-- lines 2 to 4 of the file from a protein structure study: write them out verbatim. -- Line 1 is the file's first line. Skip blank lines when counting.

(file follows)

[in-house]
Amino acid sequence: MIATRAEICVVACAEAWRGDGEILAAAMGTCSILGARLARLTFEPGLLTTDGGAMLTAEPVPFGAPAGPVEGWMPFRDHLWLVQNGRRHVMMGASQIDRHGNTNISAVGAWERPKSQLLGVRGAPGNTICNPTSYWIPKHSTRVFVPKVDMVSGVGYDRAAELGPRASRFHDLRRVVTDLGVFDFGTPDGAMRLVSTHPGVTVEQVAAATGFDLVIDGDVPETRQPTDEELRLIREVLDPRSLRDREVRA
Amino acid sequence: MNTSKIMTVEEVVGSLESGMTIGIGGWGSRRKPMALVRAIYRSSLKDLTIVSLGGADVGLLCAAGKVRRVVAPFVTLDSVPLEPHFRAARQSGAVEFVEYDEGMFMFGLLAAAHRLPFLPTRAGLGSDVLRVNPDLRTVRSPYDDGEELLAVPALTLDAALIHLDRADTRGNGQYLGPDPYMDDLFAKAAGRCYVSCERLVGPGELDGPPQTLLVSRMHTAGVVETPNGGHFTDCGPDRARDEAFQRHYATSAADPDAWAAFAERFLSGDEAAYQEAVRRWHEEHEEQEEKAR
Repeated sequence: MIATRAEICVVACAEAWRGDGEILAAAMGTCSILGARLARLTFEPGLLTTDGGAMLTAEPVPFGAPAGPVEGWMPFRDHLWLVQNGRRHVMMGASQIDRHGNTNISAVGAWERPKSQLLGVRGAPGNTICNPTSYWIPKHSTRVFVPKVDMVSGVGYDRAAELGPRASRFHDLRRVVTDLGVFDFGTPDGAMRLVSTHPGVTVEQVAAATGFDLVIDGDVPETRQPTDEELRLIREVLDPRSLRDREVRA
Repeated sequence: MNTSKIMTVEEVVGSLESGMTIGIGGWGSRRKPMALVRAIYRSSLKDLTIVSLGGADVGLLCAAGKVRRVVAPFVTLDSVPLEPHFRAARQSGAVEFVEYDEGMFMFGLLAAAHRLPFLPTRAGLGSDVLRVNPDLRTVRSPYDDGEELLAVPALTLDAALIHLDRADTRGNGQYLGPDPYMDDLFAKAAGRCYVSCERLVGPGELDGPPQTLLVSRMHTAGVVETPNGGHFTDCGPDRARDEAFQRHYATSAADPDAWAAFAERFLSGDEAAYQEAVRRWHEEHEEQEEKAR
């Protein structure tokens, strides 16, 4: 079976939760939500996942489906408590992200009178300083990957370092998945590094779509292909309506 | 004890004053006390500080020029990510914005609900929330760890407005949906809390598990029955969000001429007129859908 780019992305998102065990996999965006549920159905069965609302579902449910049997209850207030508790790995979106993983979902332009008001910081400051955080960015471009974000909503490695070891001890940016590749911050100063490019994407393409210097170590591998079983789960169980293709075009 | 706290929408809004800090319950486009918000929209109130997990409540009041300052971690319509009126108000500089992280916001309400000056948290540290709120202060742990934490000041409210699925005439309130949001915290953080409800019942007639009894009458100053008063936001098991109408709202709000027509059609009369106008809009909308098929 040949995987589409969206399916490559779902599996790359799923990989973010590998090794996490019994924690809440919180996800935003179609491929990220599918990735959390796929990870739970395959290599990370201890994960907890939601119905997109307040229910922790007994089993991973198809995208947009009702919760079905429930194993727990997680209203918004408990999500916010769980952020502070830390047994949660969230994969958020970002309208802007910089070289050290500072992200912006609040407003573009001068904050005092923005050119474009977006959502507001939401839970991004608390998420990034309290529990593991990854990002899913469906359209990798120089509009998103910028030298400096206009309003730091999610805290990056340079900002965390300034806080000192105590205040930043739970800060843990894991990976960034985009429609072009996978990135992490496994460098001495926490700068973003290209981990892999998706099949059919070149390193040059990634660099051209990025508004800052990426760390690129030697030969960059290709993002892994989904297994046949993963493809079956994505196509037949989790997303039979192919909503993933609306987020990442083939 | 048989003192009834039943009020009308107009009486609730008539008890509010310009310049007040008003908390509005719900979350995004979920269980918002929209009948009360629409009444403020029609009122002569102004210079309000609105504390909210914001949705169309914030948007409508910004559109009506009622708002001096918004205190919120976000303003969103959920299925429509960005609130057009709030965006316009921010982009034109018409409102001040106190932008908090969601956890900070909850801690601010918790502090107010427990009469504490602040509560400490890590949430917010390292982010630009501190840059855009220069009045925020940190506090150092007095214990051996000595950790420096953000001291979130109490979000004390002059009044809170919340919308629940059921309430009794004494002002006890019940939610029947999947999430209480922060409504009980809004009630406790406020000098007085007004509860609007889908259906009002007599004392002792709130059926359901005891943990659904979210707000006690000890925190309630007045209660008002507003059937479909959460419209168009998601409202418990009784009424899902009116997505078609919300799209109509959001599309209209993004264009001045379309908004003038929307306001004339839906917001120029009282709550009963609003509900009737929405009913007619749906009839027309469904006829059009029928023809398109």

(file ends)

Amino acid sequence: MIATRAEICVVACAEAWRGDGEILAAAMGTCSILGARLARLTFEPGLLTTDGGAMLTAEPVPFGAPAGPVEGWMPFRDHLWLVQNGRRHVMMGASQIDRHGNTNISAVGAWERPKSQLLGVRGAPGNTICNPTSYWIPKHSTRVFVPKVDMVSGVGYDRAAELGPRASRFHDLRRVVTDLGVFDFGTPDGAMRLVSTHPGVTVEQVAAATGFDLVIDGDVPETRQPTDEELRLIREVLDPRSLRDREVRA
Amino acid sequence: MNTSKIMTVEEVVGSLESGMTIGIGGWGSRRKPMALVRAIYRSSLKDLTIVSLGGADVGLLCAAGKVRRVVAPFVTLDSVPLEPHFRAARQSGAVEFVEYDEGMFMFGLLAAAHRLPFLPTRAGLGSDVLRVNPDLRTVRSPYDDGEELLAVPALTLDAALIHLDRADTRGNGQYLGPDPYMDDLFAKAAGRCYVSCERLVGPGELDGPPQTLLVSRMHTAGVVETPNGGHFTDCGPDRARDEAFQRHYATSAADPDAWAAFAERFLSGDEAAYQEAVRRWHEEHEEQEEKAR
Repeated sequence: MIATRAEICVVACAEAWRGDGEILAAAMGTCSILGARLARLTFEPGLLTTDGGAMLTAEPVPFGAPAGPVEGWMPFRDHLWLVQNGRRHVMMGASQIDRHGNTNISAVGAWERPKSQLLGVRGAPGNTICNPTSYWIPKHSTRVFVPKVDMVSGVGYDRAAELGPRASRFHDLRRVVTDLGVFDFGTPDGAMRLVSTHPGVTVEQVAAATGFDLVIDGDVPETRQPTDEELRLIREVLDPRSLRDREVRA